You can't exactly "catch" a mental illness, but some infections like strep throat can affect your brain and behavior, research suggests. A field called immunopsychiatry has emerged, and it studies the possibility that inflammation or an overactive immune system are linked to mental disorders such as depression, schizophrenia, and Alzheimer's disease.
Pediatric autoimmune neuropsychiatric disorders associated with streptococci, or PANDAS, is one such diagnosis that links brain health with body health. When a person has PANDAS, the body's immune system, while attempting to eliminate a strep infection, sometimes attacks parts of the brain that help regulate motion and behavior. This then causes the person to experience symptoms like those of someone with obsessive compulsive disorder, schizophrenia or deep depression. Eliminating the inflammation, some doctors say, restores normal brain function. Syphilis, celiac disease and lupus are among other conditions that have been linked to immunopsychiatry.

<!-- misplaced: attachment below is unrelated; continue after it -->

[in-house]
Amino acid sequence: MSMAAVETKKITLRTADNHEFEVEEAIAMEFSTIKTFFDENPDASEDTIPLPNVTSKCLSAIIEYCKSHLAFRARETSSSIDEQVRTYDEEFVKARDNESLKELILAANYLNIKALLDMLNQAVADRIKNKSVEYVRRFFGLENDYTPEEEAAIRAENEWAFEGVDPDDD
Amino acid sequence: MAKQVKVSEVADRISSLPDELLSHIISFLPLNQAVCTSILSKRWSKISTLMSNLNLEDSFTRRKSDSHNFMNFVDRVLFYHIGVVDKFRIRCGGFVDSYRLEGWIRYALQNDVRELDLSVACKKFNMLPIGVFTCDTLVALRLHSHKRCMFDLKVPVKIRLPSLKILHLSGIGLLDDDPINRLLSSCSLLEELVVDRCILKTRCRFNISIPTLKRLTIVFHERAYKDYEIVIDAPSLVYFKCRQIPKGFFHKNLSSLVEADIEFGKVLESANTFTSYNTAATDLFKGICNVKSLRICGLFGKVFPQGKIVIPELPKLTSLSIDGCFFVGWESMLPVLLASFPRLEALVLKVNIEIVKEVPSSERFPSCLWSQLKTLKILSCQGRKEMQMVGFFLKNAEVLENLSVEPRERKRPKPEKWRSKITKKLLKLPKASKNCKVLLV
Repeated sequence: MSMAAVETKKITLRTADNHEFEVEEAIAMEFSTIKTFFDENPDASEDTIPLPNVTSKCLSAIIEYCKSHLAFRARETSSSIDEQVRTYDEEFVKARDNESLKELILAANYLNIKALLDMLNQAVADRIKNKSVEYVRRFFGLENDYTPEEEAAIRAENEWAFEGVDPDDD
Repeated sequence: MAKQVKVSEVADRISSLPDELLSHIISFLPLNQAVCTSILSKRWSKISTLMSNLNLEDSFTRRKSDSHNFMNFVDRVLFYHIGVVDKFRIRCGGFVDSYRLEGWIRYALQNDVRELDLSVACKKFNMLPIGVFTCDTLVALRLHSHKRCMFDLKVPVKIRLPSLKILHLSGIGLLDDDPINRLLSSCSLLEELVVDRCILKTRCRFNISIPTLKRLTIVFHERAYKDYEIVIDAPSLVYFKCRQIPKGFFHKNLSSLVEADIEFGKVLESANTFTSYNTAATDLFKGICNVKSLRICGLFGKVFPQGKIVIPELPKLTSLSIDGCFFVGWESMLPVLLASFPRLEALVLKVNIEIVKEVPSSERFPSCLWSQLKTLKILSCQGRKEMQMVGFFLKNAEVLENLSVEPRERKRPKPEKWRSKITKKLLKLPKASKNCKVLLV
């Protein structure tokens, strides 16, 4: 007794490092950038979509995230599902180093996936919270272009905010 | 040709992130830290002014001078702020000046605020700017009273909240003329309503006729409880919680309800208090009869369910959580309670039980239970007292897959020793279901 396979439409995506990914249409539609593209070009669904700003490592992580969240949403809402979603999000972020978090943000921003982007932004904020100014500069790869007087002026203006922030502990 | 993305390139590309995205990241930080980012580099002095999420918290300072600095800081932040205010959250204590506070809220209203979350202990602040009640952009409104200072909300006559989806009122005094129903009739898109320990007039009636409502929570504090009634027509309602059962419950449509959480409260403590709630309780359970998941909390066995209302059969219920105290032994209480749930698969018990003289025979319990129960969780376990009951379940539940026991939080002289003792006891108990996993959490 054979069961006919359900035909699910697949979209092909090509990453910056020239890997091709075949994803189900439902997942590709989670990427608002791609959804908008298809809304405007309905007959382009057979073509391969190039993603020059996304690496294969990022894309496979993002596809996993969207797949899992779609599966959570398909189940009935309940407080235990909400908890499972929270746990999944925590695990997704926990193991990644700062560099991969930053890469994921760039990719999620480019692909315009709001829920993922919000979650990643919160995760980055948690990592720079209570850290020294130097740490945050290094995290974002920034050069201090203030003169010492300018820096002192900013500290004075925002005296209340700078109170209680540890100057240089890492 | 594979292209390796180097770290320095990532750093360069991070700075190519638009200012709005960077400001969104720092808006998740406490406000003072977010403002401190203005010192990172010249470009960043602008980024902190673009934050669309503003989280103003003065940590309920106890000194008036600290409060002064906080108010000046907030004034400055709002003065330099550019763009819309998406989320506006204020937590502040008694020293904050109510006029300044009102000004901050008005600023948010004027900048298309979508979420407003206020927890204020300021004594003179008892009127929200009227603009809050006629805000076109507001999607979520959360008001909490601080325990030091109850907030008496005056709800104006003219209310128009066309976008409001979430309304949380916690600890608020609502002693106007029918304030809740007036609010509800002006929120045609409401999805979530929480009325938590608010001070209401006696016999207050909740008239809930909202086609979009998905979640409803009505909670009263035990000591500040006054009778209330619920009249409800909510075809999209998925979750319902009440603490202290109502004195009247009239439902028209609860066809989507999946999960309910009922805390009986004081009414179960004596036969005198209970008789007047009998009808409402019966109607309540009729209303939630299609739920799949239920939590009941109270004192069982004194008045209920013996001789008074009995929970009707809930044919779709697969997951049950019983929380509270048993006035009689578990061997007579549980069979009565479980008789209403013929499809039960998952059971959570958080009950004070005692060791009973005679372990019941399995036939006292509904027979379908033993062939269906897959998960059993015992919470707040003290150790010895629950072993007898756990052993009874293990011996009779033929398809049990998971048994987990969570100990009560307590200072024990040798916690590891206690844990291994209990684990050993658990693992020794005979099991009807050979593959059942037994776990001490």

The study of immunopsychiatry isn't universally accepted, and diagnosing someone with a condition like PANDAS is still controversial, but knowing that at least some mental disorders can be caused by infection gives doctors more options to explore when looking for diagnoses. Those who support or oppose PANDAS both agree that mental disorders should be looked at as a set of symptoms with a variety of possible causes.